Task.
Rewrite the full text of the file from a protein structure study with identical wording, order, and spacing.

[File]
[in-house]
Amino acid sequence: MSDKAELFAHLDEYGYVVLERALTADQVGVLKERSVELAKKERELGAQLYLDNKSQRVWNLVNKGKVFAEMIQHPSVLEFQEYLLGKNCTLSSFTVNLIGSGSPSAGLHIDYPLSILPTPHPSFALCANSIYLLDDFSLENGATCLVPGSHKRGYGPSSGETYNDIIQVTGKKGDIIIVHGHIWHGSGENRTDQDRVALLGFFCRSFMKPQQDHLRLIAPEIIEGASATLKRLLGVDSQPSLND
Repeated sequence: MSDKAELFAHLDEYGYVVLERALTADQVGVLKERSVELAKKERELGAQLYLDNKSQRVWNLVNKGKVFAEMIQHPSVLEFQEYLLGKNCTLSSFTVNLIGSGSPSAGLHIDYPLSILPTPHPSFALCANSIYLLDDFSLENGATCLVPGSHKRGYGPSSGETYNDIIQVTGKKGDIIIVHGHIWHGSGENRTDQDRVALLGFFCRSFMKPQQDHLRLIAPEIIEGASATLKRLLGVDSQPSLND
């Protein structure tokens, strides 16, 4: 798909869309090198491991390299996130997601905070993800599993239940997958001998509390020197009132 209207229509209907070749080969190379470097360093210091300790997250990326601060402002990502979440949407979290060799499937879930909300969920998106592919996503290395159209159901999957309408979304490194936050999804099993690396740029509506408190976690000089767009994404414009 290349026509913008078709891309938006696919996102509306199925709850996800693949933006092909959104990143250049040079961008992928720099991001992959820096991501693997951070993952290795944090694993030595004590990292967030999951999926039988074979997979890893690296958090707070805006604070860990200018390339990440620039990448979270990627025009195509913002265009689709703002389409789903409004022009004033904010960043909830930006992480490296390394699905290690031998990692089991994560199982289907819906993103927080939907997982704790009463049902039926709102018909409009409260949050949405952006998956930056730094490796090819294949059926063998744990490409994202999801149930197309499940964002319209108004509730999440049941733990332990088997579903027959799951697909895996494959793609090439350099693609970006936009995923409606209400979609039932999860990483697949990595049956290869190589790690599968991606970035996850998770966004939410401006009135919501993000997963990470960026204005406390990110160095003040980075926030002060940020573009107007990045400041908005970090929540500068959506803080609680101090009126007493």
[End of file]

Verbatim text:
[in-house]
Amino acid sequence: MSDKAELFAHLDEYGYVVLERALTADQVGVLKERSVELAKKERELGAQLYLDNKSQRVWNLVNKGKVFAEMIQHPSVLEFQEYLLGKNCTLSSFTVNLIGSGSPSAGLHIDYPLSILPTPHPSFALCANSIYLLDDFSLENGATCLVPGSHKRGYGPSSGETYNDIIQVTGKKGDIIIVHGHIWHGSGENRTDQDRVALLGFFCRSFMKPQQDHLRLIAPEIIEGASATLKRLLGVDSQPSLND
Repeated sequence: MSDKAELFAHLDEYGYVVLERALTADQVGVLKERSVELAKKERELGAQLYLDNKSQRVWNLVNKGKVFAEMIQHPSVLEFQEYLLGKNCTLSSFTVNLIGSGSPSAGLHIDYPLSILPTPHPSFALCANSIYLLDDFSLENGATCLVPGSHKRGYGPSSGETYNDIIQVTGKKGDIIIVHGHIWHGSGENRTDQDRVALLGFFCRSFMKPQQDHLRLIAPEIIEGASATLKRLLGVDSQPSLND
């Protein structure tokens, strides 16, 4: 798909869309090198491991390299996130997601905070993800599993239940997958001998509390020197009132 209207229509209907070749080969190379470097360093210091300790997250990326601060402002990502979440949407979290060799499937879930909300969920998106592919996503290395159209159901999957309408979304490194936050999804099993690396740029509506408190976690000089767009994404414009 290349026509913008078709891309938006696919996102509306199925709850996800693949933006092909959104990143250049040079961008992928720099991001992959820096991501693997951070993952290795944090694993030595004590990292967030999951999926039988074979997979890893690296958090707070805006604070860990200018390339990440620039990448979270990627025009195509913002265009689709703002389409789903409004022009004033904010960043909830930006992480490296390394699905290690031998990692089991994560199982289907819906993103927080939907997982704790009463049902039926709102018909409009409260949050949405952006998956930056730094490796090819294949059926063998744990490409994202999801149930197309499940964002319209108004509730999440049941733990332990088997579903027959799951697909895996494959793609090439350099693609970006936009995923409606209400979609039932999860990483697949990595049956290869190589790690599968991606970035996850998770966004939410401006009135919501993000997963990470960026204005406390990110160095003040980075926030002060940020573009107007990045400041908005970090929540500068959506803080609680101090009126007493």